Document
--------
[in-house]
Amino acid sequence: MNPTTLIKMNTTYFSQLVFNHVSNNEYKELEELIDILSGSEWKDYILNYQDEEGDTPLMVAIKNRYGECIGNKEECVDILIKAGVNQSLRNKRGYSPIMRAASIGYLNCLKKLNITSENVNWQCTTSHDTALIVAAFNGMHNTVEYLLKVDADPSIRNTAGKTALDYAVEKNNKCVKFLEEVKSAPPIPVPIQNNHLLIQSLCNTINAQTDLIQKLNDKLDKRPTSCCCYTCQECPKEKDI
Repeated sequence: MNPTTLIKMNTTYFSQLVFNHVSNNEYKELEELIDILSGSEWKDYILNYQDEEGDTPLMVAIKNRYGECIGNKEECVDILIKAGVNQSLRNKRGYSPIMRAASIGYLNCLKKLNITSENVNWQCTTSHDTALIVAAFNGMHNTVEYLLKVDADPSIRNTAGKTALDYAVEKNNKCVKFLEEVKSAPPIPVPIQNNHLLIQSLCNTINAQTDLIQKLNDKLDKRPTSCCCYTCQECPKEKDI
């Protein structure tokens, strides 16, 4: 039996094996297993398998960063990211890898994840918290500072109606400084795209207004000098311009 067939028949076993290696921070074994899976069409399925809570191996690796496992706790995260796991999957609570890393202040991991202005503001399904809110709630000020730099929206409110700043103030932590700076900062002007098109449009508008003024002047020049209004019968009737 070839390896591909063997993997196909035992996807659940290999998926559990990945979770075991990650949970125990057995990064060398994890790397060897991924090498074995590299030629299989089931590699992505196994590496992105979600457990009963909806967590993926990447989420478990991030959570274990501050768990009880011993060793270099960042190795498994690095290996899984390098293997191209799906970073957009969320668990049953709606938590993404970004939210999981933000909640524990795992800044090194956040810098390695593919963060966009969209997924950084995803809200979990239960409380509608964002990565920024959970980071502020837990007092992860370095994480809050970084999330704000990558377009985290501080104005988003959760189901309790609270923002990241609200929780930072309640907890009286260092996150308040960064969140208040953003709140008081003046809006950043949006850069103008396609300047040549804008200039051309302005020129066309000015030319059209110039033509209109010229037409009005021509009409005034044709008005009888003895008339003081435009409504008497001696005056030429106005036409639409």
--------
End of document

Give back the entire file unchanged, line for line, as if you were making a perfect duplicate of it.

[in-house]
Amino acid sequence: MNPTTLIKMNTTYFSQLVFNHVSNNEYKELEELIDILSGSEWKDYILNYQDEEGDTPLMVAIKNRYGECIGNKEECVDILIKAGVNQSLRNKRGYSPIMRAASIGYLNCLKKLNITSENVNWQCTTSHDTALIVAAFNGMHNTVEYLLKVDADPSIRNTAGKTALDYAVEKNNKCVKFLEEVKSAPPIPVPIQNNHLLIQSLCNTINAQTDLIQKLNDKLDKRPTSCCCYTCQECPKEKDI
Repeated sequence: MNPTTLIKMNTTYFSQLVFNHVSNNEYKELEELIDILSGSEWKDYILNYQDEEGDTPLMVAIKNRYGECIGNKEECVDILIKAGVNQSLRNKRGYSPIMRAASIGYLNCLKKLNITSENVNWQCTTSHDTALIVAAFNGMHNTVEYLLKVDADPSIRNTAGKTALDYAVEKNNKCVKFLEEVKSAPPIPVPIQNNHLLIQSLCNTINAQTDLIQKLNDKLDKRPTSCCCYTCQECPKEKDI
């Protein structure tokens, strides 16, 4: 039996094996297993398998960063990211890898994840918290500072109606400084795209207004000098311009 067939028949076993290696921070074994899976069409399925809570191996690796496992706790995260796991999957609570890393202040991991202005503001399904809110709630000020730099929206409110700043103030932590700076900062002007098109449009508008003024002047020049209004019968009737 070839390896591909063997993997196909035992996807659940290999998926559990990945979770075991990650949970125990057995990064060398994890790397060897991924090498074995590299030629299989089931590699992505196994590496992105979600457990009963909806967590993926990447989420478990991030959570274990501050768990009880011993060793270099960042190795498994690095290996899984390098293997191209799906970073957009969320668990049953709606938590993404970004939210999981933000909640524990795992800044090194956040810098390695593919963060966009969209997924950084995803809200979990239960409380509608964002990565920024959970980071502020837990007092992860370095994480809050970084999330704000990558377009985290501080104005988003959760189901309790609270923002990241609200929780930072309640907890009286260092996150308040960064969140208040953003709140008081003046809006950043949006850069103008396609300047040549804008200039051309302005020129066309000015030319059209110039033509209109010229037409009005021509009409005034044709008005009888003895008339003081435009409504008497001696005056030429106005036409639409």